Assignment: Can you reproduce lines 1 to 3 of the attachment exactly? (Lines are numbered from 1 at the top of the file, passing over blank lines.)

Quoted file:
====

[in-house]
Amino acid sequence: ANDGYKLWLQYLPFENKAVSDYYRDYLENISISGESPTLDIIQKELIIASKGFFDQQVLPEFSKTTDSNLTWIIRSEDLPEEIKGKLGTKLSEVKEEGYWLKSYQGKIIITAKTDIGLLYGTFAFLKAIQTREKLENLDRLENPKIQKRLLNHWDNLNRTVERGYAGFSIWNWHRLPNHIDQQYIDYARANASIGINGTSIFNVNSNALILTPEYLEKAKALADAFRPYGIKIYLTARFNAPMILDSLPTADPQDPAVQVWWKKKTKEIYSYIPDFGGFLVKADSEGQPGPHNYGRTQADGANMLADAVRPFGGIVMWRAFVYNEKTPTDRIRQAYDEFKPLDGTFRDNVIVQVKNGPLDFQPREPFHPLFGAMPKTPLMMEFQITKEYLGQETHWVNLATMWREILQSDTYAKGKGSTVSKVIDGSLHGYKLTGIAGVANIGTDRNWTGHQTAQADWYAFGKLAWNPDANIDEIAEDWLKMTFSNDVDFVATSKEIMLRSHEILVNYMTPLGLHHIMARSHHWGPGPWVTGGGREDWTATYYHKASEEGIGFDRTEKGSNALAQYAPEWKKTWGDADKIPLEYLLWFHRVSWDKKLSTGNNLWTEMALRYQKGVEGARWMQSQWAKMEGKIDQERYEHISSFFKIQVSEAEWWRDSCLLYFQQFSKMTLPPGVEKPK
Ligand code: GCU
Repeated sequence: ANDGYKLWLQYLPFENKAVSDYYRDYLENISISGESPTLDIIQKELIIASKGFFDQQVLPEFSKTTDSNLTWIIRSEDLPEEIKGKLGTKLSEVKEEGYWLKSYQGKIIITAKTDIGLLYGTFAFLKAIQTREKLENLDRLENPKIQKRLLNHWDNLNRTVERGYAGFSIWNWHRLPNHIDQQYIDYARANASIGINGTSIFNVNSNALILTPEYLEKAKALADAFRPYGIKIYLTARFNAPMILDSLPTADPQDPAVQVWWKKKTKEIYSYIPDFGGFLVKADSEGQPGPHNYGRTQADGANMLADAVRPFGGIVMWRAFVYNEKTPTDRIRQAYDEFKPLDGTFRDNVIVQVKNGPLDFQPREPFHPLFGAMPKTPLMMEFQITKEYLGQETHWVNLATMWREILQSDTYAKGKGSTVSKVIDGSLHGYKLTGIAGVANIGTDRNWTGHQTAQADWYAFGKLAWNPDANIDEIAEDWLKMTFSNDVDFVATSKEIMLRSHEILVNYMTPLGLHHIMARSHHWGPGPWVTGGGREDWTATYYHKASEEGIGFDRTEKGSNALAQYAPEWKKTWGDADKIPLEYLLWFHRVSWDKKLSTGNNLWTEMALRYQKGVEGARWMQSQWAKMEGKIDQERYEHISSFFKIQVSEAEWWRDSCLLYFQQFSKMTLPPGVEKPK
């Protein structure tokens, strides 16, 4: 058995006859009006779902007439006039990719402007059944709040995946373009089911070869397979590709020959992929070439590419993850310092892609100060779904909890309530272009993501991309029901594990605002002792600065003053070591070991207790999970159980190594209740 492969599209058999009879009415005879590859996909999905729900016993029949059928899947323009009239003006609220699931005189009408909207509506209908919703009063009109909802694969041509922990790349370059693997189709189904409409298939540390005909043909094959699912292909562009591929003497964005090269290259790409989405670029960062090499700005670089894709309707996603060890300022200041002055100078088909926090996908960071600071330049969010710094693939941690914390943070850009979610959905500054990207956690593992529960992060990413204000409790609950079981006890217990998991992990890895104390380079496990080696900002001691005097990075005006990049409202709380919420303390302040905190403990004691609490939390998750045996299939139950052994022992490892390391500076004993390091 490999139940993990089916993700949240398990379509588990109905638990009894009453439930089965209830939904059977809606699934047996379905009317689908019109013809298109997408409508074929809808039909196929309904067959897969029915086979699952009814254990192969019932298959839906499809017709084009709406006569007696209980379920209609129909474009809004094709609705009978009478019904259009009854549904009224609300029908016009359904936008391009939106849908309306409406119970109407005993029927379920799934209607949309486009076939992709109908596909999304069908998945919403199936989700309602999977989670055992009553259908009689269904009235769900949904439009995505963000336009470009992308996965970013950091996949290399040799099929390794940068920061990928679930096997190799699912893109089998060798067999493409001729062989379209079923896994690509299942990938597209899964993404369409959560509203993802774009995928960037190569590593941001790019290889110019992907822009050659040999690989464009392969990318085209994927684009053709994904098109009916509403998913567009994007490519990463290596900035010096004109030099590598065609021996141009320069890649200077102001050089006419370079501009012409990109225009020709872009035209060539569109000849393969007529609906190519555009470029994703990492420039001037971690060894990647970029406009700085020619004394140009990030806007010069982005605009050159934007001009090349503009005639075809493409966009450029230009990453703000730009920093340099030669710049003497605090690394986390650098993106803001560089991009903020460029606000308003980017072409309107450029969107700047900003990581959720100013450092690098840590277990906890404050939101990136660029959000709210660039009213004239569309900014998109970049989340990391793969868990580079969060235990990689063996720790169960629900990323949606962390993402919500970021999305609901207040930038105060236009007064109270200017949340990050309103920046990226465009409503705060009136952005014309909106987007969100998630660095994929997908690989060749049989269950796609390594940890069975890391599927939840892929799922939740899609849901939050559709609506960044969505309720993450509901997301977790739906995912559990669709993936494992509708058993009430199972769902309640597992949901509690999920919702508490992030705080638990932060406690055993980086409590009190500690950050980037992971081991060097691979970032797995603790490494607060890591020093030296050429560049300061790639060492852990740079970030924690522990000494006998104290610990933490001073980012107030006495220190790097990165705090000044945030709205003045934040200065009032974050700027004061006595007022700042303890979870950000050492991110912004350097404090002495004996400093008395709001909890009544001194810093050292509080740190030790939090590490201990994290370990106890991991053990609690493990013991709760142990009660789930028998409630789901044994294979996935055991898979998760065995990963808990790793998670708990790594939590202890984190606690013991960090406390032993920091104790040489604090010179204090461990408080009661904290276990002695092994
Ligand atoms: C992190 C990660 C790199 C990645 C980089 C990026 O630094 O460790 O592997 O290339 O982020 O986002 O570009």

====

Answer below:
[in-house]
Amino acid sequence: ANDGYKLWLQYLPFENKAVSDYYRDYLENISISGESPTLDIIQKELIIASKGFFDQQVLPEFSKTTDSNLTWIIRSEDLPEEIKGKLGTKLSEVKEEGYWLKSYQGKIIITAKTDIGLLYGTFAFLKAIQTREKLENLDRLENPKIQKRLLNHWDNLNRTVERGYAGFSIWNWHRLPNHIDQQYIDYARANASIGINGTSIFNVNSNALILTPEYLEKAKALADAFRPYGIKIYLTARFNAPMILDSLPTADPQDPAVQVWWKKKTKEIYSYIPDFGGFLVKADSEGQPGPHNYGRTQADGANMLADAVRPFGGIVMWRAFVYNEKTPTDRIRQAYDEFKPLDGTFRDNVIVQVKNGPLDFQPREPFHPLFGAMPKTPLMMEFQITKEYLGQETHWVNLATMWREILQSDTYAKGKGSTVSKVIDGSLHGYKLTGIAGVANIGTDRNWTGHQTAQADWYAFGKLAWNPDANIDEIAEDWLKMTFSNDVDFVATSKEIMLRSHEILVNYMTPLGLHHIMARSHHWGPGPWVTGGGREDWTATYYHKASEEGIGFDRTEKGSNALAQYAPEWKKTWGDADKIPLEYLLWFHRVSWDKKLSTGNNLWTEMALRYQKGVEGARWMQSQWAKMEGKIDQERYEHISSFFKIQVSEAEWWRDSCLLYFQQFSKMTLPPGVEKPK
Ligand code: GCU